AB - 'Endpoint error' describes the erratic behavior at the beginning and end of the computed acceleration data which is commonly observed after smoothing and differentiating raw displacement data. To evaluate endpoint error produced by four popular smoothing and differentiating techniques, Lanshammar's modification of the Pezzack et al. raw angular displacement data set was truncated at three different locations corresponding to the major peaks in the criterion acceleration curve. Also, for each data subset, three padding conditions were applied. Each data subset was smoothed and differentiated using the Butterworth digital filter, cubic spline, quintic spline, and Fourier series to obtain acceleration values. RMS residual errors were calculated between the computed and criterion accelerations in the endpoint regions. Although no method completely eliminated endpoint error, the results demonstrated clear superiority of the quintic spline over the other three methods in producing accurate acceleration values close to the endpoints of the modified Pezzack el al. data set. In fact, the quintic spline performed best with non-padded data (cumulative error = 48.0 rad s-2). Conversely, when applied to non-padded data, the Butterworth digital filter produced wildly deviating values beginning more than the 10 points from the terminal data point (cumulative error = 226.6 rad s-2). Each of the four methods performed better when applied to data subsets padded by linear extrapolation (average cumulative error = 68.8 rad s-2) than when applied to analogous subsets padded by reflection (average cumulative error = 86.1 rad s-2).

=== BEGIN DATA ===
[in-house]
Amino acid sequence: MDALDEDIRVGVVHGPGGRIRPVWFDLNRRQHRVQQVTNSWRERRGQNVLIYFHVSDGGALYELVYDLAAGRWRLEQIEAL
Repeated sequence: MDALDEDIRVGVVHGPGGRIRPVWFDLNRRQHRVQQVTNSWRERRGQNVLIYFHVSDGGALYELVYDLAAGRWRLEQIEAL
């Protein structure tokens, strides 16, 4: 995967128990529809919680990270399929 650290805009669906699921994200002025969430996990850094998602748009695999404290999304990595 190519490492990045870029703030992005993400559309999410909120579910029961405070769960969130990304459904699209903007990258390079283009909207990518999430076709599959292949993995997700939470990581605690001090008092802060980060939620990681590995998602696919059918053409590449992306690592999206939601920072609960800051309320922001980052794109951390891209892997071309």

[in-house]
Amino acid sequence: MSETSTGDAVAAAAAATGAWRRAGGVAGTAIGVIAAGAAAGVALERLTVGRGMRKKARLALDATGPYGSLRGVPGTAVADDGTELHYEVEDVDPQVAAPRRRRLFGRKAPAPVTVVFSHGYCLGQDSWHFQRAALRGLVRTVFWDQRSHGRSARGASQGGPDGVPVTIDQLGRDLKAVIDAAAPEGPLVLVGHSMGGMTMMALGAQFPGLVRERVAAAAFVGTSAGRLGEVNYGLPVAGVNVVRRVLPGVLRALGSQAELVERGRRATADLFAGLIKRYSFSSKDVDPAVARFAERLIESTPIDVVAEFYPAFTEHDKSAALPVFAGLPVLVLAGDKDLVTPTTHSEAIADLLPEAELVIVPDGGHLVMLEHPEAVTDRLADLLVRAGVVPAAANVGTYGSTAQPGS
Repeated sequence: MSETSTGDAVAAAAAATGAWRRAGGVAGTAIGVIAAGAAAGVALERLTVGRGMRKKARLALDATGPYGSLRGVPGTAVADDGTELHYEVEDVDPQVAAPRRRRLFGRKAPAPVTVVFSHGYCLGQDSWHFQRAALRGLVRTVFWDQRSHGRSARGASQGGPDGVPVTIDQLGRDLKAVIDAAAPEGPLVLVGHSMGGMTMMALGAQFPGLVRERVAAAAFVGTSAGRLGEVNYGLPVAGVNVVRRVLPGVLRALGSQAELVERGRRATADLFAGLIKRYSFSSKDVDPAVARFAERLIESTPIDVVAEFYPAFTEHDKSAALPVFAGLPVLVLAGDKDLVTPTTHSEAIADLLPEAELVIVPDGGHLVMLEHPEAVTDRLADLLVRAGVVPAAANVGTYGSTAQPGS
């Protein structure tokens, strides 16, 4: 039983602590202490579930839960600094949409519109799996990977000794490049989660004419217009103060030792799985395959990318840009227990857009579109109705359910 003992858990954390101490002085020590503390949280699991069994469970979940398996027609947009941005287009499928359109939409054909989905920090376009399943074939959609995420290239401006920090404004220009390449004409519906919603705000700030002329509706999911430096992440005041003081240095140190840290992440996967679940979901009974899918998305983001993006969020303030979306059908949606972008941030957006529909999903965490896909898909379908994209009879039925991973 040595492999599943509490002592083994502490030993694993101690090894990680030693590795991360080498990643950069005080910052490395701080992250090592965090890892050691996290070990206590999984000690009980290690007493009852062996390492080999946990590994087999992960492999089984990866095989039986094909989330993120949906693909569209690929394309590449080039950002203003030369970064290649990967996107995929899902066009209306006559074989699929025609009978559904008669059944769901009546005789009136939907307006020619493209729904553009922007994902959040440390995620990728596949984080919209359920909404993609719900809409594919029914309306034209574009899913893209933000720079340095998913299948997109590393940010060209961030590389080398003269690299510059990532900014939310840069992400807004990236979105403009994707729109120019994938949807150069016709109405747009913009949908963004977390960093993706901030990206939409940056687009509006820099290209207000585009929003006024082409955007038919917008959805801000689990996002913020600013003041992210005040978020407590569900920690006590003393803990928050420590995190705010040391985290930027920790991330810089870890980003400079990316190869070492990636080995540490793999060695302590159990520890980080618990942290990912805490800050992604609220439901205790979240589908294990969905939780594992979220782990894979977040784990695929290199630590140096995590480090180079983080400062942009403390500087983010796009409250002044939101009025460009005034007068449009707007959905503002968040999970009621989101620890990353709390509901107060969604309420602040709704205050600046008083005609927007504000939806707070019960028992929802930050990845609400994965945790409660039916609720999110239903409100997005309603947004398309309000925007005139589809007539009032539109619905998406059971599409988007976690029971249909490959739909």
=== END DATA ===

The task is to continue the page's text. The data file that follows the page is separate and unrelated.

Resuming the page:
KW - Data padding

KW - Differentiation

KW - Endpoint error

KW - Smoothing

UR - http://www.scopus.com/inward/record.url?scp=0030560685&partnerID=8YFLogxK

UR - http://www.scopus.com/inward/citedby.url?scp=0030560685&partnerID=8YFLogxK

U2 - 10.1016/0021-9290(96)00079-6

DO - 10.1016/0021-9290(96)00079-6

M3 - Article

VL - 29

SP - 1637

EP - 1642

JO - Journal of Biomechanics

JF - Journal of Biomechanics

SN - 0021-9290

IS - 12

ER -